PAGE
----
It's not really a good time of year to head to the rainforest, but if you do it might be a timely opportunity for a slow, languid boat trip on an Amazonian river. This is possible on the Río Beni (from Rurrenabaque, if floods do not make the road there impassable) or, better still, Trinidad, which has better road connections to elsewhere in Bolivia.


The wineries in the Valle de Concepción near tranquil Tarija make for a great visit or series of visits. Otherwise, January might be the time to get cosmopolitan in Bolivia's biggest city Santa Cruz, where you could relax and observe city life in one of the beautiful, amiable city parks or tour a museum, like Museo Etnofolklórico Municipal, which showcases artifacts from eastern Bolivia's various indigenous peoples and ethnic groups.

Then again, you could try a trip out to the extremely bio-diverse Parque Nacional Amboró, one of Bolivia's greatest national parks. There are lots of great thermal springs across Bolivia, but Aguas Calientes in the Chiquitania region is one of South America's largest.

Events in January 

AnchcallaLa Paz. Celebrated in La Paz during the first week of January and features colorful parades and dances to celebrate the time when the potato crop, an important staple in Bolivia, begins to bloom. Oruro and other locations also have festivities.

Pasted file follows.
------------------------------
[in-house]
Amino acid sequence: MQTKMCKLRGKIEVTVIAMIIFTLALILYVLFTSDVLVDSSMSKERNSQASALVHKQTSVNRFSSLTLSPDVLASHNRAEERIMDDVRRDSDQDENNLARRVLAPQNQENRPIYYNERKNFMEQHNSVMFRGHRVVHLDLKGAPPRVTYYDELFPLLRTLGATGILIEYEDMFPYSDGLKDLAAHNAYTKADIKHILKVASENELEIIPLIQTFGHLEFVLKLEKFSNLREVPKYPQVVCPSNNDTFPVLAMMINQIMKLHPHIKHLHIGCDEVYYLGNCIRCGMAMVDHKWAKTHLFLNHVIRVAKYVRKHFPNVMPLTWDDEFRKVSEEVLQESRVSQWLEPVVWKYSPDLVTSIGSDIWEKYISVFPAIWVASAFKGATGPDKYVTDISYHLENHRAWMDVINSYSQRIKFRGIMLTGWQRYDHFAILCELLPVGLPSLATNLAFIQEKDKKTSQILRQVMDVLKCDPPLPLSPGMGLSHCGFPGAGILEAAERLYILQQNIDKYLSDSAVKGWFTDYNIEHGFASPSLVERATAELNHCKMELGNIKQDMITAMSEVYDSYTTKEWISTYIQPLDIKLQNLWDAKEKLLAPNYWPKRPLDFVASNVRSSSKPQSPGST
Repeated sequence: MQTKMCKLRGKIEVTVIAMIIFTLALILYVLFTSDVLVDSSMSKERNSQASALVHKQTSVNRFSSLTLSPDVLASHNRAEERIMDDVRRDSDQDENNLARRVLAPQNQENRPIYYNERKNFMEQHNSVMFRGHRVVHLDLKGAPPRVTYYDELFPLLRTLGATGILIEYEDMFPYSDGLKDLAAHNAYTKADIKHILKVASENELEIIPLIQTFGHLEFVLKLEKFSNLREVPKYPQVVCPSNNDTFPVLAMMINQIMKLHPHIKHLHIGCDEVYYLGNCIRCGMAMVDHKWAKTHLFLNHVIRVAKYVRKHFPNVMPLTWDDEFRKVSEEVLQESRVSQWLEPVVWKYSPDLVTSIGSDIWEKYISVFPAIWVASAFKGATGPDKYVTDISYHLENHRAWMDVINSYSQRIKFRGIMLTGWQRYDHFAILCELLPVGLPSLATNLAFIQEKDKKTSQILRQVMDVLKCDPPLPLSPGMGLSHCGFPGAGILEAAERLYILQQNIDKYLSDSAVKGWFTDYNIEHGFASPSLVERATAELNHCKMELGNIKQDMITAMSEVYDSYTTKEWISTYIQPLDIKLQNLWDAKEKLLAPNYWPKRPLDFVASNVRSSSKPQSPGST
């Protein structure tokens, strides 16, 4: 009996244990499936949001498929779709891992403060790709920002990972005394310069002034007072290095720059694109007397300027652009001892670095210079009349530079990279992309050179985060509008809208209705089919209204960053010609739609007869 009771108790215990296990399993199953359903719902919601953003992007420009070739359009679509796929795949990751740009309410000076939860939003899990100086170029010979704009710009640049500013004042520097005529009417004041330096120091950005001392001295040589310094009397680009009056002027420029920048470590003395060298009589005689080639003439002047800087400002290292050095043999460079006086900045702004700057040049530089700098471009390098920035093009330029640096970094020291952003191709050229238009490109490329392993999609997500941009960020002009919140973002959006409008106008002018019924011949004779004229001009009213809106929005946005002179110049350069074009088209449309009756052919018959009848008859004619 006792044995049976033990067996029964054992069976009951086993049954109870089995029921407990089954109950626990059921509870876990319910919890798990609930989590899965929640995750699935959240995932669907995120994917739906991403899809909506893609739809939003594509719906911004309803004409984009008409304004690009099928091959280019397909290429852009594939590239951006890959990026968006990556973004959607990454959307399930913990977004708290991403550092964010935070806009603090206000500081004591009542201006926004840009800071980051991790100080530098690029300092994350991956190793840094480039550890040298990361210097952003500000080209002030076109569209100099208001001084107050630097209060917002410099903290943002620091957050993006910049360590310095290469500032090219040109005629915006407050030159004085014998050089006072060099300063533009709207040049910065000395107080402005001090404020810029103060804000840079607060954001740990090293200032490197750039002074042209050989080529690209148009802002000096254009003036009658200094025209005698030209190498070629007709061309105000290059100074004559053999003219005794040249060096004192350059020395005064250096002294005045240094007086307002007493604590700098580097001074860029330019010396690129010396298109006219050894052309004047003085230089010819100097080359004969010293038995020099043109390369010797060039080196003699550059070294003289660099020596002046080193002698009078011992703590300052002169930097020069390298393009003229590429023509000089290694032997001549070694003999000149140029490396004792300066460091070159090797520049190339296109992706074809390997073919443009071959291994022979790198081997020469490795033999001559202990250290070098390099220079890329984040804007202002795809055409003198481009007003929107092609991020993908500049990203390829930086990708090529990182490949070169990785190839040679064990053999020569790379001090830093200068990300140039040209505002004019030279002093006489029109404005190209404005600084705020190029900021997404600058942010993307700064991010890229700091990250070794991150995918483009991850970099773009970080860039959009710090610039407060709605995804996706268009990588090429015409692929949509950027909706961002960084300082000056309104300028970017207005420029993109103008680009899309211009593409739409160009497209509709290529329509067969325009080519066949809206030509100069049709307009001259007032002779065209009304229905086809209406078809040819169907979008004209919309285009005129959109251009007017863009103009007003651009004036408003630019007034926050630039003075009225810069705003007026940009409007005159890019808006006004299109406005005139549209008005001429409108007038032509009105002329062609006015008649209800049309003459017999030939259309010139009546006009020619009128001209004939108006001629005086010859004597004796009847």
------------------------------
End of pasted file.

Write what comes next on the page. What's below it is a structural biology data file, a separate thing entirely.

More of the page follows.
Dia de Reyes (Three Kings' Day), nationwide. On January 6, this is celebrated as it is in many Catholic countries. Children are given sweet treats, and there is traditional folkloric dancing in many locations.

Fiesta de AlasitasLa Paz. Bolivia's Festival of Miniatures is essentially where vendors take to the streets to sell miniature versions of absolutely everything, with customers happy to buy in the hope that small dreams will be converted into life-size realities! La Paz's festival runs for several days of the month; other cities like Cochabamba also celebrate the tradition during the latter part of January.

Traveling to Bolivia in January? Check out these great itineraries

Explore the Farms and Markets of Bolivia's Andes - 12 Days. Visit Bolivia's renowned local markets, interact with farmers and their families and sample the traditional food which is finally starting to get the reputation internationally that it deserves on this cultural tour of profound local insights.

Lake Titicaca and La Paz - 5 Days. Spend time on the shores and islands of the highest navigable lake in the world, Lake Titicaca, experiencing its traditions and staying with local families, and top it off with two days in the world's highest capital city, La Paz.